24 Oct 2016, 44 mins ago

The terms ‘refugee’, ‘migrant’ and ‘asylum seeker’ have been used interchangeably in recent months. There are however, some important distinctions between the terms, meaning they carry different legal obligations.


Put simply, a Refugee is a person “fleeing armed conflict or persecution” due to their race, religion, nationality or membership of a particular social group. A refugee claim is made on the basis of fear of persecution.

An example would be those recently seen crossing the Mediterranean from Libya and Sudan, which are repressive and war-torn states forcing people to leave their countries.


The difference between a refugee and a Migrant is that a Migrant chooses to move in order to seek a better life, – for example, by finding work, studying or being closer to family etc, in a country outside of their country of origin.

In accordance to International Law, the state has a duty to offer protection to a refugee, but there is no such duty owed to the Migrant. The distinction is important because when we refer to a ‘refugee’ as a ‘migrant’ we wrongly assume that they are merely seeking economic advantage, rather than being forced to leave to flee conflict or persecution.

Asylum seeker

An asylum seeker is someone who has asked the government for refugee status and is waiting to hear the outcome of his or her application.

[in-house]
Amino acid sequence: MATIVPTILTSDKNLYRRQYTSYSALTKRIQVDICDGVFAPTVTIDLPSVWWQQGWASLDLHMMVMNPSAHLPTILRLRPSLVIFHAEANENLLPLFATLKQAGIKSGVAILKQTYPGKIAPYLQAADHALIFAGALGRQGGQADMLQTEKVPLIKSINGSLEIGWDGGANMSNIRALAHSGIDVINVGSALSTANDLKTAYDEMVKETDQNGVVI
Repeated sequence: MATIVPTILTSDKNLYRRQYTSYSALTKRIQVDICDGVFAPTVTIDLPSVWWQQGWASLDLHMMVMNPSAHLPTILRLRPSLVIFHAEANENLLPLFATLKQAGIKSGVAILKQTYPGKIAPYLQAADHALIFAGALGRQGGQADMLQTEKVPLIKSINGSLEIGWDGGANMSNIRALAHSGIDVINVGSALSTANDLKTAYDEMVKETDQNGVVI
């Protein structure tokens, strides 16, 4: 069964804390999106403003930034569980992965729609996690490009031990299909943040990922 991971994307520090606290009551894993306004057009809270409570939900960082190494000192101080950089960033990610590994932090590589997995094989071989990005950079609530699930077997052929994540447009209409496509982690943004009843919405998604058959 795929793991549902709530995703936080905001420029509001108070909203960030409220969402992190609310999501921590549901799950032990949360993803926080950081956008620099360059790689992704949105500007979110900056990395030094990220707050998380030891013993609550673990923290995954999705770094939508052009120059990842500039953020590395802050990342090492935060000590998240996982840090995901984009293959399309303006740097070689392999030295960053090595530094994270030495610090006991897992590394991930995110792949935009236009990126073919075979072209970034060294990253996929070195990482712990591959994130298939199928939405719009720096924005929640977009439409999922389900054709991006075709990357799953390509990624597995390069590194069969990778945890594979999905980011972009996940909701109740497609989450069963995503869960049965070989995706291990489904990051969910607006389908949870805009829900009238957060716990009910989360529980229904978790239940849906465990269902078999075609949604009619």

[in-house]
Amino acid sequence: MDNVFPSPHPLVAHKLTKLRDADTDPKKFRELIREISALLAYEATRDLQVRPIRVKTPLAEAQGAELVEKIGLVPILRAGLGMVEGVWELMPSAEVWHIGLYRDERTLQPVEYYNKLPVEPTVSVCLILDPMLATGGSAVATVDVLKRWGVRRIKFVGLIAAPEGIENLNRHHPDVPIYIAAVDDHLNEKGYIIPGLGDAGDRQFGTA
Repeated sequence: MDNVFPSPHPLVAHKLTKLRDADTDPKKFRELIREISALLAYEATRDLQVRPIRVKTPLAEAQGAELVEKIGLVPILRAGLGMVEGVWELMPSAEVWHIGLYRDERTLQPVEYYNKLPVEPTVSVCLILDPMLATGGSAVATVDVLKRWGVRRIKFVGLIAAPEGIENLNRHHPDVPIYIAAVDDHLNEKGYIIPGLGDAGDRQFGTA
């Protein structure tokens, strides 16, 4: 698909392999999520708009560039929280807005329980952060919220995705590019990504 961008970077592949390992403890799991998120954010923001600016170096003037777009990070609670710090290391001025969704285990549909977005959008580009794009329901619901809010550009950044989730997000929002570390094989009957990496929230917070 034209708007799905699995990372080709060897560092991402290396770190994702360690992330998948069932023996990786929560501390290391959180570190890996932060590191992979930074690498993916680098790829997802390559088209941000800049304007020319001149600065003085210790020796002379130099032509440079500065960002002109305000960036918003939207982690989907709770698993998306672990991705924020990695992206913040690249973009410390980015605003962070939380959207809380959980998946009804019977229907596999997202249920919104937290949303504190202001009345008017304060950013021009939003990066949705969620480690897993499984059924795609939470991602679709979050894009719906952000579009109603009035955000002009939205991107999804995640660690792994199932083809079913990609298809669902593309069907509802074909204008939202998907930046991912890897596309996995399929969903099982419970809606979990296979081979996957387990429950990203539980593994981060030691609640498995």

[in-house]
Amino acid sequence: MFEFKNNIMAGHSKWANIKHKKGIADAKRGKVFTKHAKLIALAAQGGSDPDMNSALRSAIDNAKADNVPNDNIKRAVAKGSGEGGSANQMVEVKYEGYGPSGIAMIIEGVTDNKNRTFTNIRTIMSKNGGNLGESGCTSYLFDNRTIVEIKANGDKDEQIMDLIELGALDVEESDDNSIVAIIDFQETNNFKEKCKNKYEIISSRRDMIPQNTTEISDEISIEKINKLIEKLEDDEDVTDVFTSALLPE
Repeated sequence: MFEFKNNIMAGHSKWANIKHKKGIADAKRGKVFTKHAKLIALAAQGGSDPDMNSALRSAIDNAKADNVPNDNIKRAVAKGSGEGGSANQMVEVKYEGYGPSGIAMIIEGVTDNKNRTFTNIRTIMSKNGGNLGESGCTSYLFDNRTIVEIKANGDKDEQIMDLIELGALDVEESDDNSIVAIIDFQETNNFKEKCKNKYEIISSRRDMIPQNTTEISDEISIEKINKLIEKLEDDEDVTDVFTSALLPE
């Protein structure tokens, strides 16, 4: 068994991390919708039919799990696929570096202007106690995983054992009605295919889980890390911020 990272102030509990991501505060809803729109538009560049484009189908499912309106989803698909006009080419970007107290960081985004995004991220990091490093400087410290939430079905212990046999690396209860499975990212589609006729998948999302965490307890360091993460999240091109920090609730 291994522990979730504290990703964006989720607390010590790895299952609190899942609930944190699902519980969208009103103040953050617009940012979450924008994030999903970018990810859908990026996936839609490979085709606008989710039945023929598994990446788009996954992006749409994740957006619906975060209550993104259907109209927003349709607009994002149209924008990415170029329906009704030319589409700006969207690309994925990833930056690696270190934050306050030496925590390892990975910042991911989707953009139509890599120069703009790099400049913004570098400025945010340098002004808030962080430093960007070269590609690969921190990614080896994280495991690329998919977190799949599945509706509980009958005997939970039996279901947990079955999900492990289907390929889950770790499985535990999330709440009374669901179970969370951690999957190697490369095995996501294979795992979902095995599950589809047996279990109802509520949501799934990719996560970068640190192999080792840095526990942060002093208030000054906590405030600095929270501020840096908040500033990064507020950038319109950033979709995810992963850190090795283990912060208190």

Under the rules of the European Union, a refugee’s application for asylum must be made in the country where they first arrive. If a refugee tries to make an application elsewhere, they can immediately be sent back to the original country of arrival.

An individual cannot make an asylum application from their country of origin. To make an asylum application in the UK for example, a person must be on UK territory.

In the event that an asylum application is unsuccessful, a person may either voluntarily return to their country of origin or be forcibly returned. Should the application be successful, a person will officially be granted refugee status.

If you have any queries in regards to the above or any asylum matters please contact Gherson who have several specialists who will be able to assist.